In the foreword, the director of the Honolulu Academy of Arts notes that the 1989 exhibition and publication were enormously successful and introduced Japanese audiences to Hawaiian quiltmaking traditions. Between then and now the number of Japanese individuals interested in making and collecting quilts, including those in the Hawaiian style, has exploded. Although Japanese artists have a long history of making textiles that incorporate piecework and quilting, especially the decorative, patterned style of stitching known as sashiko, it has not been until relatively recently that so many textile artists have chosen quilt making as their medium. There are an estimated two to three million quiltmakers in Japan. Throughout the country, annual quilt events (like the Tokyo International Quilt Festival that attracts thousands of visitors) include and sometimes prominently feature Hawaiian-style quilts. Over a century earlier at the 1876 Centennial Exposition in Philadelphia, over nine million visitors were exposed to the most extensive showing of Japanese art the Western world had ever seen. As a consequence of the exposition’s Japanese Pavilion, American art and design increasingly reflected Japanese motifs. One can only wonder to what extent the showcasing of American quilts in major festivals and shows in Japan and the distribution of articles about American quiltmaking in Japanese publications have contributed to the number of Japanese artists now engaged in quiltmaking. It would be interesting to explore whether the first Hawaiian exhibition circulated by Kokusai dramatically increased the number of “Hawaiian-style” quilts made by Japanese artists.

There are two related issues of nomenclature that the authors could have addressed in more depth in the explication of the term “Hawaiian quilt.” Brandon and Woodard acknowledge that “before the turn of the century, Hawaiian quilts tended to be made and used only within the Hawaiian community” (p. 15). By “community” I believe they mean Native Hawaiians, and by “Hawaiian quilts,” I believe they mean those exhibiting the appliquéd designs thought characteristic of a Native Hawaiian contribution to textile making. Does the style make it a “Hawaiian quilt” or is it the ethnic background or residence of the maker? Similar nomenclature issues can be found in other works on quilting cultures, for instance “Amish” and “Native American” quilts. Likewise, it would have been helpful if the authors had provided more information about quiltmaking in Hawaii in styles other than the “Hawaiian-style.” How extensive are other styles? How are they regarded by quiltmaking critics and teachers? Does it incorporate other regional differences? I ask this as I recall, over the span of the past fifteen years, visiting Hawaiian craft fairs and fabric shops and seeing quilts made of old Hawaiian shirts and in patterns that included depictions of Hawaiian shirts, ukeleles, surfers, pineapples, coconut palms, volcanoes, Hawaiian legends, and oceanscapes.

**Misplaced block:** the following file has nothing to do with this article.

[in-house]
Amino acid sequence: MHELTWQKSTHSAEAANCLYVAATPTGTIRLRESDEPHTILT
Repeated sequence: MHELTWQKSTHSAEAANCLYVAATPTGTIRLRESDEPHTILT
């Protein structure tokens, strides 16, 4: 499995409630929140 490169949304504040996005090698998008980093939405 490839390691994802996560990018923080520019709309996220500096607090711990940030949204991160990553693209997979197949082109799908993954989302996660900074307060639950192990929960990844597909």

Many facets of Hawaiian quilting still are yet to be explored in future exhibitions and publications. One issue in need of study is directly linked to the first Kokusai publication. Some of its illustrations were copied by companies based in the Philippines and China that hired ill-paid workers to produce quilts out of poor quality fabric in these copied patterns. Many of the “Hawaiian” quilts now seen in shops catering to tourists are, in fact, made overseas. These cheaply-priced, poor quality, though colorful quilts not only represent an appropriation of intellectual property but also have undercut the ability of Hawaiian quilters to sell their work at prices that reflect the quality materials and labor they invest in their art.

The text of Hawaiian Quilters is presented in both English and Japanese, thereby extending the accessibility of this publication to wider audiences. Once again, Kokusai Art has set a standard for photography of the quilts; the images by Fumio Ichikawa, Shuzo Uemoto, and Tadao Kodaira exhibit a spectacular clarity of texture and color.

Note

1. See Loretta G. H. Woodard (2006) “Communities of Quilters: Hawaiian Pattern Collecting, 1900-1959.” Uncoverings 2006: Research Papers of the American Quilt Study Group. 27:1-27, p. 23.

Marsha MacDowell is Professor of Art and Art History and Curator of Folk Arts, Michigan State University Museum, home of the Great Lakes Quilt Center. She is a principal director of The Quilt Index (www.quiltindex.org) and author of African American Quiltmaking in Michigan (Michigan State University Press, 1998) and To Honor and Comfort: Native Quilting Traditions (Museums of New Mexico Press, 1997). [2007.2.24]

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Museum Anthropology Review (MAR) is an open access journal whose purpose is the wide dissemination of articles, reviews, essays, obituaries and other content advancing the field of material culture and museum studies, broadly conceived. ISSN: 1938-5145